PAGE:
Oh Koei, those wacky funsters. With their help we’ve hacked our way through ancient China and slashed a path across feudal Japan. Now they’ve pointed us towards the carnage of another famous historical conflict on a whole new continent: the torching of fourteenth century France in Bladestorm: The Hundred Year’s War.
Rather than just another Warriors-style beat down (thank god), Bladestorm is more of an action-strategy hybrid. You play a mercenary on the prowl for fame, fortune, and big paydays from whoever is offering, be it the invading English forces or the defending French. From the tavern that acts as the game’s hub, you can take on contracts for either side, as well as purchase arms, armor, power-ups, and troop units to use in the field. Most contracts amount to little more than taking certain towns or castles while defending others, though occasionally you’ll be called on to do favors like delivering something or escorting a VIP safely through the battlefield.
Once you get into the war, Bladestorm drops you right down on the frontlines. It actually looks a lot like a Warriors game, except if you try to charge into enemy forces alone you’re going to get smacked down fast. Fortunately with the touch of a single button you can attach yourself to nearby squads as their commander. The number of different unit types is impressive, with a large variety of troops wielding various styles of swords, maces, bows, and spears. There are also mounted units aplenty, and even some strangely exotic units that may not fit historically but are amusing additions to the conflict nonetheless. Each unit type has three special powers, like a cavalry’s charge or heavy mace’s ground pounding earthquake, and as you fight with the different unit types you’ll gain experience that can be used to buy upgrades for that kind of troop.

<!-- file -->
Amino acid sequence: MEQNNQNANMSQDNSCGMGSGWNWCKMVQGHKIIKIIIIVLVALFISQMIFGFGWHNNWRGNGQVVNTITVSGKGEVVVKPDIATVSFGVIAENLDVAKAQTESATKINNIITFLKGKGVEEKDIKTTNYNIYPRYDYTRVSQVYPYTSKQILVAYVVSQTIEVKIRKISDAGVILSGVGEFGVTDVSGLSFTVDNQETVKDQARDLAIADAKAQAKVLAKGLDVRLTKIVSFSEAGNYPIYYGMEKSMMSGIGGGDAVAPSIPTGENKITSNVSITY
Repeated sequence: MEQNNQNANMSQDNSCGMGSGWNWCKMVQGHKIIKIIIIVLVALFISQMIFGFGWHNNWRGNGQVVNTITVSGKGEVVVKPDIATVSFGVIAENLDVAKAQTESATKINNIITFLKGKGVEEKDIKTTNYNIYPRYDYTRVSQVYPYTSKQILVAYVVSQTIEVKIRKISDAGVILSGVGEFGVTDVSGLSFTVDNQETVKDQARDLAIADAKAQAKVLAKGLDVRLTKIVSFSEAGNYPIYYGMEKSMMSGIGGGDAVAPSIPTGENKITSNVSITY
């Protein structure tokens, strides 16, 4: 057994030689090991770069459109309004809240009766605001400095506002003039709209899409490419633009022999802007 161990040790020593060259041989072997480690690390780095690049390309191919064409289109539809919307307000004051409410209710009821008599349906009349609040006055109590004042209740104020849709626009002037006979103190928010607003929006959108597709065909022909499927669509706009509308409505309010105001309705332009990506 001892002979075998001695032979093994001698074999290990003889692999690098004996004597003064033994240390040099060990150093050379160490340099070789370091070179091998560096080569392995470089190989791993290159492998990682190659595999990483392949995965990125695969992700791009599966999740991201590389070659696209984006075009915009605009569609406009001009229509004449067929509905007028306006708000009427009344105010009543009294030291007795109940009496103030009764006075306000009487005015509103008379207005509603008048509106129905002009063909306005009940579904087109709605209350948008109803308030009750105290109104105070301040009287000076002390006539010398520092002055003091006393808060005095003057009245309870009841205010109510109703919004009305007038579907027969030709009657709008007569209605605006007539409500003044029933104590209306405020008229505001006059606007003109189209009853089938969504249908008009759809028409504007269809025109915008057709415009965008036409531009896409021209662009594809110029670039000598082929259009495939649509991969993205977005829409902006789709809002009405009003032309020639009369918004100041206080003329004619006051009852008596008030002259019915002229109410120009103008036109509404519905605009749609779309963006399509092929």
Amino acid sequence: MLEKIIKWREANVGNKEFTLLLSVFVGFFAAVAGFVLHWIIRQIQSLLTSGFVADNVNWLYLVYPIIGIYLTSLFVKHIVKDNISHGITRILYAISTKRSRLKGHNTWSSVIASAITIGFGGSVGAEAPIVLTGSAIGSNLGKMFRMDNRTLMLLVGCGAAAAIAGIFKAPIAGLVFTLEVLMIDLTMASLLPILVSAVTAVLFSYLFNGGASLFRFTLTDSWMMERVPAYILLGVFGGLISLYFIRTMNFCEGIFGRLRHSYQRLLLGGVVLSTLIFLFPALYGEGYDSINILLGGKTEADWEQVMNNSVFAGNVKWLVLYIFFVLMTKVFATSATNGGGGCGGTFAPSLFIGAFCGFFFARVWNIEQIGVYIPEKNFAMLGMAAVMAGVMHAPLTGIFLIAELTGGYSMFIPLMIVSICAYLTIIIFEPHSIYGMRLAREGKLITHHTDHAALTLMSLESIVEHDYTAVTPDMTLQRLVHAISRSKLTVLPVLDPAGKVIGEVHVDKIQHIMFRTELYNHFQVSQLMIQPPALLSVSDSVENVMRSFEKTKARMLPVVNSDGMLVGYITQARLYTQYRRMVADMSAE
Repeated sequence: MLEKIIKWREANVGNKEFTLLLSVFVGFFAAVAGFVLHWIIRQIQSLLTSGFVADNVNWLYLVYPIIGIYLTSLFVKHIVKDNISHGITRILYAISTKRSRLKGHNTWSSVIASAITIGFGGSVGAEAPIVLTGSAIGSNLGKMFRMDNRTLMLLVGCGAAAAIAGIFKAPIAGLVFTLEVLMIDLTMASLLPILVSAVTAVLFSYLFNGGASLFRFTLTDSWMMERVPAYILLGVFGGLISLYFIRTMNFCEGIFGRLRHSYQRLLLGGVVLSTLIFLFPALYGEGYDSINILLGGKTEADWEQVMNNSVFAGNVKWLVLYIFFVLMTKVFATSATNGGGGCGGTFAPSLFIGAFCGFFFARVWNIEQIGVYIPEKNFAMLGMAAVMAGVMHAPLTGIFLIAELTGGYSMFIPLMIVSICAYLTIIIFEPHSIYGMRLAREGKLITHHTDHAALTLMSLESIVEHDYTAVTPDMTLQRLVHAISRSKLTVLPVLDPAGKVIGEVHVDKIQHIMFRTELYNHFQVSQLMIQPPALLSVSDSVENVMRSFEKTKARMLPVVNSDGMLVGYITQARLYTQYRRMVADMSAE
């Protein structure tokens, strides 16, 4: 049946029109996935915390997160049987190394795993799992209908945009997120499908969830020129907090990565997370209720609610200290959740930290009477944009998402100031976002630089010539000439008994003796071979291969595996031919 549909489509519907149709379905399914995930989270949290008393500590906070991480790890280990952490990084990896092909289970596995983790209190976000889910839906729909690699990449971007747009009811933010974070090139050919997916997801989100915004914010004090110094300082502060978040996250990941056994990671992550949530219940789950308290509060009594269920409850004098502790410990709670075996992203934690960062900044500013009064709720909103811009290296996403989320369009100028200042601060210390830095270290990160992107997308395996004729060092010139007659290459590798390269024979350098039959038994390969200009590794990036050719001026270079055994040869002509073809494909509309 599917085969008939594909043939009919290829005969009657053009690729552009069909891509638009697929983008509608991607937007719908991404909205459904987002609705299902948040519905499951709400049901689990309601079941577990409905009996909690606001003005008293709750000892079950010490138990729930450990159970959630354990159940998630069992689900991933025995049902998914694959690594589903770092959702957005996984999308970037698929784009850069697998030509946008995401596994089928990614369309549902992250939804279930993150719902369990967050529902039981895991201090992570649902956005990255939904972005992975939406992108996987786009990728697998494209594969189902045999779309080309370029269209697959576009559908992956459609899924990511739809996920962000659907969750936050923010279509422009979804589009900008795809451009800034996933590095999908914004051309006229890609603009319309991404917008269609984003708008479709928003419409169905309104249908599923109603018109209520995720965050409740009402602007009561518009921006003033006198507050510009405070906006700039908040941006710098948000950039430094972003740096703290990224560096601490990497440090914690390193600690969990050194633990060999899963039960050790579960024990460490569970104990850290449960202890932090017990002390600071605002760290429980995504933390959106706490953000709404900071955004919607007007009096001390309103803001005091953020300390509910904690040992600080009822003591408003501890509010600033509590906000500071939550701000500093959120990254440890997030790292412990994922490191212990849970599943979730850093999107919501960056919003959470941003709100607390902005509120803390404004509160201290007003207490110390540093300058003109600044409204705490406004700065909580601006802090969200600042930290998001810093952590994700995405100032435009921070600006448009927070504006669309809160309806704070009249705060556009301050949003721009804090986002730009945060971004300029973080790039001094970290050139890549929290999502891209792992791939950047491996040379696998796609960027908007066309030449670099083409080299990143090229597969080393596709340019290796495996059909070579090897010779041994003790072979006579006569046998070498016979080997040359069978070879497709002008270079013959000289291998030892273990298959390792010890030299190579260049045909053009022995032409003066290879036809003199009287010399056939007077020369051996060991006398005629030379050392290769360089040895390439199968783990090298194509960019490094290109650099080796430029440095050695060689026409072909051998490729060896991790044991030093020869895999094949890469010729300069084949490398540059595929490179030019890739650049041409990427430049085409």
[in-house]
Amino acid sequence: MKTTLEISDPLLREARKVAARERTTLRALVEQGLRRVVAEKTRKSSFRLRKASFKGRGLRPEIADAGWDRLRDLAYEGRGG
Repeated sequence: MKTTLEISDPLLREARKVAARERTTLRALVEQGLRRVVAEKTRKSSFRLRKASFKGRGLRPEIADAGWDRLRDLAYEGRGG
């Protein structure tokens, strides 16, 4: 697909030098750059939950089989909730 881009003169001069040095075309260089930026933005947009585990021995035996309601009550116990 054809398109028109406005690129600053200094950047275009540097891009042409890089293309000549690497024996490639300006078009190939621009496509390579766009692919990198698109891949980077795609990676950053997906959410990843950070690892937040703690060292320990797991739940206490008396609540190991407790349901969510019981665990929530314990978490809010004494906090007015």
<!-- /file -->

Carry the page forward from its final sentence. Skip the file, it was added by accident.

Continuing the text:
Bladestorm uses a form of rock, paper, scissors mechanic to determine which units are most effective against which other units, except with the sheer number of troop types it’s more like rock, paper, scissors, pen, paperweight, whiteout, cell phone, accordion, atomic bomb, rubber chicken. Not all of the strengths and weaknesses make a lot of sense, and the volume of it all can be a little daunting. Fortunately there is a clear graphical cue for each enemy unit that shows how you stack up. Once you decide to engage the enemy, all you have to do is get close and hold down a button, occasionally hitting some special attacks and using power-ups as you see fit.
Like most Koei games, one must be willing to tolerate a lot of repetition in order to enjoy Bladestorm. There’s very little that is fundamentally different between your very first contract and your very last. Sure there are more unit types in play as you progress, and you’ll have to keep pumping up your levels and equipment to stay competitive, but you’re just doing the same thing over and over and over again. The game actually plays pretty well, and it is a pleasantly quirky combination of Warriors-style action and small unit tactics, but the lack of variety in the gameplay is a serious bummer. More mission types or some additional things to do would have been nice, and the total lack of any kind of multiplayer is almost shocking, not to mention terribly disappointing. Romping through the war with a few buddies would have been awesome, creating exactly the right kinds of combined arms strategies necessary to win battles. Instead the result is an almost success that lacks staying power, worth checking out if you’re big into Koei’s other franchises or at the very least not put off by a lot of repetition.